On eddition telemark’s issue of terry fox’s long lost 552 steps through 11 pairs of strings, from 1976

June 9, 2017 / Soundohm

by Bradford Bailey

Bubbling below the histories of sound-art, fine-art, and avant-garde music, there are a handful of remarkable figures who bridge all three – collapsing the barriers between creative limit, context, location, and aural experience. Of these, Terry Fox long occupied a place of respect and renown for those in the know – among the best of the best, but, within the broader narratives of each discipline, he has never entirely received his due – lingering just out of view, responsible for so much of what followed in his wake. In recent years, the imprint of Edition Telemark has emerged as a definitive voice in boundary breaking territories of sound – issuing releases by the Maciunas Ensemble, Wolf Vostell, Joe Jones, and others, as well as their brilliant recent editions of Ernstalbrecht Stiebler’s Kanon / Torsi and Peter Behrendsen’s Nachtflug / Atem Des Windes. As luck with have it, they now turn their gaze to Terry Fox, with the stunning double LP 552 Steps Through 11 Pairs of Strings, drawing on a long lost recording from 1976.
Terry Fox emerged from the fertile ground of San Fransisco’s 1960’s and 70’s conceptual art scene, during an era when the dominant institutions of fine-art, seeing it as a backwater, refused to pay California any mind. Unlike his peers Bruce Nauman and John Baldersari, he neither went to NY, nor waited it out – leaving permanently for Europe before the 70’s were through. Fox represents an incongruence link within the history of conceptual practice – both embracing the sculptural materiality of nature, the industrial, and the every day – bridging territories explored by Joseph Beuys with those of Minimalists like Carl Andre, and land artists Walter De Maria, and Robert Smithson, while also recognizing, similarly to Nauman and Baldersari, that material was only a vehicle for an idea. As his practice progressed, Fox increasingly turned toward the performative and the multidimensional possibilities of an object – its ability to occupy space, and generate sound.
During the mid 1970’s, years before Ellen Fullman began to build similar instruments which brought her renown, or Alvin Lucier conceived Music on a Long Thin Wire, Fox began to experiment and perform on sculptural objects comprised of extended long strings. Tragically, the artist has remained largely absent from the historic narrative of the practice he helped invent. This is partially a consequence of the private nature of his performance, and the obscurity of his recorded releases, against the timing in which they emerged. Fox is incredibly well represented in the artifacts of sound art – appearing in one of its earliest exhibitions at the Museum Of Conceptual Art in San Francisco during 1971, and on the seminal Airwaves, Sound, Revolutions Per Minute, and Audio By Visual Artists compilations, but recordings of his string works did not begin to emerge until the 1980’s, first on Linkage, issued in 1982 by the Kunstmuseum Luzern’s imprint, and then on Berlino / Rallentando, which appeared in 1988. Linkage has long offered an important clue, with it’s earliest working having been recorded in 1975, but, until 552 Steps Through 11 Pairs of Strings – recorded in Fox’s San Francisco studio during 1976, nothing from is important period has yet to emerge.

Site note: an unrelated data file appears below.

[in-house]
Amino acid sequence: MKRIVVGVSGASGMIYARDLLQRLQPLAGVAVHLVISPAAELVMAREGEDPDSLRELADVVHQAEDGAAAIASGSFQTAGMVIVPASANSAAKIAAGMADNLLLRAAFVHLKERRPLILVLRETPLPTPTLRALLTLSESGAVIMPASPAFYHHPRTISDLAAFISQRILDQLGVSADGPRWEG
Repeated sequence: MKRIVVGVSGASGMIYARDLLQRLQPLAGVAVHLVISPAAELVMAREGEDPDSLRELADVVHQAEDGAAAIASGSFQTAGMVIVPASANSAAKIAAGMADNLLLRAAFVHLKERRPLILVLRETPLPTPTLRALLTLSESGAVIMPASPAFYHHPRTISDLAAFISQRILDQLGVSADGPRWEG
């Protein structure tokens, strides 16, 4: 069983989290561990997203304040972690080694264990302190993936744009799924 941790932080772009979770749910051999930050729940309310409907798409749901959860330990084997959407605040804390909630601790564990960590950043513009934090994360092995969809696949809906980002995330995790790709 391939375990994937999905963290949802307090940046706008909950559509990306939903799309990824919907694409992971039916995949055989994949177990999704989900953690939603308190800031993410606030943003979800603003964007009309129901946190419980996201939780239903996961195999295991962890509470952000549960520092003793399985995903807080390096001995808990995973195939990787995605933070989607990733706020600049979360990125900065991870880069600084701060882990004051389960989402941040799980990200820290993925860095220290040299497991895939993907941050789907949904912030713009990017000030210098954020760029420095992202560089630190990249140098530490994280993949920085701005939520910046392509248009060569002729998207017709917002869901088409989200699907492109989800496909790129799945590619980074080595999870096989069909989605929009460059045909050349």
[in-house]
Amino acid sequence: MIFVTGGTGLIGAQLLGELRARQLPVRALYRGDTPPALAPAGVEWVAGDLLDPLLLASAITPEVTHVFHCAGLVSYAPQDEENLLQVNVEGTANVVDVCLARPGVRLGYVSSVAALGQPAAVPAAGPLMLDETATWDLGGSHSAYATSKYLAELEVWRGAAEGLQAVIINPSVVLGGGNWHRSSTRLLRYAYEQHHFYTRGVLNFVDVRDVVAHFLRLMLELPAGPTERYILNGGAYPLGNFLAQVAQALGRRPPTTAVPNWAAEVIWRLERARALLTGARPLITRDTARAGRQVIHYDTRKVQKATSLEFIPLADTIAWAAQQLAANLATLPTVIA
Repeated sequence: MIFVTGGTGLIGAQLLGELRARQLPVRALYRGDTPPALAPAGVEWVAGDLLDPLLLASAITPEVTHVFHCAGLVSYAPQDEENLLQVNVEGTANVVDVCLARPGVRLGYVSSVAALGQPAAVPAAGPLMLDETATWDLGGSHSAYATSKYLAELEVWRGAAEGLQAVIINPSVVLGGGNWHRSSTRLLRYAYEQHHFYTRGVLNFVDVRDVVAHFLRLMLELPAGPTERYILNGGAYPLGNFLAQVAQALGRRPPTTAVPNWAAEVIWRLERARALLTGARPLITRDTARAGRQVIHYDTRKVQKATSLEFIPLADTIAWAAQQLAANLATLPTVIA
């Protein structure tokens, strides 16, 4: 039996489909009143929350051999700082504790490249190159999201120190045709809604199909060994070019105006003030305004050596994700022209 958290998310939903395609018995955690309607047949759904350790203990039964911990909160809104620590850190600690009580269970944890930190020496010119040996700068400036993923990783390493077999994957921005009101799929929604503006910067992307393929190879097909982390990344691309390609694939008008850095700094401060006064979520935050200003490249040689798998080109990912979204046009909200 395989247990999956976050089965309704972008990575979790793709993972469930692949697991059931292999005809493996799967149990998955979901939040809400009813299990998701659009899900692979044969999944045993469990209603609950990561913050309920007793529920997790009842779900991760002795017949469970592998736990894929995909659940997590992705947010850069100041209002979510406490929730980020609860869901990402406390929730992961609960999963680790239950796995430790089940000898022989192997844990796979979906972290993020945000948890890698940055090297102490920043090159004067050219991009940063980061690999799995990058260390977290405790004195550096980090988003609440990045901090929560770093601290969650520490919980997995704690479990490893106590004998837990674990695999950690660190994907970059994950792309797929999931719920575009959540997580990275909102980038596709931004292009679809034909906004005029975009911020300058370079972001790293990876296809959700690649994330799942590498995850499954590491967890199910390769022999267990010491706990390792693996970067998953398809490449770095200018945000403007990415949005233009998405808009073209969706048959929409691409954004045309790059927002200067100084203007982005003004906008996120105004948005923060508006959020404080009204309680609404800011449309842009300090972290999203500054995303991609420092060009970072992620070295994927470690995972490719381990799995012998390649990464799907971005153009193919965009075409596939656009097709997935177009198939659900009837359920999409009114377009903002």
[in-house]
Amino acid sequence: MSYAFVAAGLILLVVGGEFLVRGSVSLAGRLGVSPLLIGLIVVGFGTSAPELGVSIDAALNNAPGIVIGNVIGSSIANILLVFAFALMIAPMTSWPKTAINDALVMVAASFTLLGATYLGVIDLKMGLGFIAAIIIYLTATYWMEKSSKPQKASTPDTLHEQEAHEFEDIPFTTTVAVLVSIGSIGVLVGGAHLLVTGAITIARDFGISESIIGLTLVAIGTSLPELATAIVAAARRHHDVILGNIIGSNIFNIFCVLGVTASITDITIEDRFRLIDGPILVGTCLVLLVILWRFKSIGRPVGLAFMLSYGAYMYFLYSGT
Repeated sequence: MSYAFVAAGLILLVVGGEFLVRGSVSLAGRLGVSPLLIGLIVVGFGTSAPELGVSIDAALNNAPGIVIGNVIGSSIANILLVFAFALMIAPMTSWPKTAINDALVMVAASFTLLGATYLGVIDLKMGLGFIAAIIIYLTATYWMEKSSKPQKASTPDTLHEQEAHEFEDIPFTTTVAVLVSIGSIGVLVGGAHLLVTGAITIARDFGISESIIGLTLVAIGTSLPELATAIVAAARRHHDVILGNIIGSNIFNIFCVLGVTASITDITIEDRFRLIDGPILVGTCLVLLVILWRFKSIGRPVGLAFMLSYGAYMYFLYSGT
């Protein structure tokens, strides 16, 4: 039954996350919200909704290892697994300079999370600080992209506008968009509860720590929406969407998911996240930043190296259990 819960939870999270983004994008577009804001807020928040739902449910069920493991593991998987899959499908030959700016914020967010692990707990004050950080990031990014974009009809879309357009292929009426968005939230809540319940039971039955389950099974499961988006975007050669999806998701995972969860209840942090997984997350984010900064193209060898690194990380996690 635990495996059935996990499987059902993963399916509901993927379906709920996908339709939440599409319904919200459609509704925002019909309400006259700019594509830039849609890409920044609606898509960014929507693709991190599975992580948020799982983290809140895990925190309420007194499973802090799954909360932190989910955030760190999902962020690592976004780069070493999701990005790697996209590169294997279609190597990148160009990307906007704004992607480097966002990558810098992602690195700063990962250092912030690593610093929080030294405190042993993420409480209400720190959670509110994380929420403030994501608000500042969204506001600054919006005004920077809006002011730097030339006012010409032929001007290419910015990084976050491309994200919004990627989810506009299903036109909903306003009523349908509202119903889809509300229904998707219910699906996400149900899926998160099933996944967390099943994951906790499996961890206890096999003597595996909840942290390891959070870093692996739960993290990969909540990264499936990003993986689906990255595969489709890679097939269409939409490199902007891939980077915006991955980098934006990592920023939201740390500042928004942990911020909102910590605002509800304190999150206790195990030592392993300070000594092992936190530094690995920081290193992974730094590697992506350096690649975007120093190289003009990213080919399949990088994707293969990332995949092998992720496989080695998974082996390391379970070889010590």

552 Steps Through 11 Pairs of Strings, which, as with most of Terry’s Fox’s works from the 1970’s, draws its ideas from the labyrinth at Chartres Cathedral in France, is the result of a 4½ hour performance where the artist stretched 11 pairs of piano wires of 11 different thicknesses across the floor – creating a giant horizontal harp. The audience was positioned in the dark loft on the floor below – within what became the instrument’s resonant chamber. Fox played the the strings with a soft mallet in one hand and a score – a 34-foot string tied with 552 knots, in the other. Each knot represented a step in the Chartres labyrinth, with the 34 turns indicated by either a piece of wire in a knot (a move to the next longer pair of wires) or a rubber band around a knot (a move to the next shorter pair). The outcome, as it appears on this remarkable double LP, are stunning – a revelation in idea, practice, and sound – an unrecognized precursor to the work of Ellen Fullman and Arnold Dreyblatt. Comprised of four selections from the performance, its presents an resonant world of rhythm and bass – a deep rumbling, which often uncannily recalls the artists most famous work – The Labyrinth Scored For 11 Different Cats.

If ever there was an important document from the history of sound practice to emerge, 552 Steps Through 11 Pairs of Strings has got to be it. As seminal as archival releases come – two stunning LPs, including images of the score and instrument, as well as the invitation card to the performance, and texts by Terry Fox and Alan Scarritt. For anyone interested in the histories of sound-art, fine-art, and avant-garde music, this is moment not to be missed.

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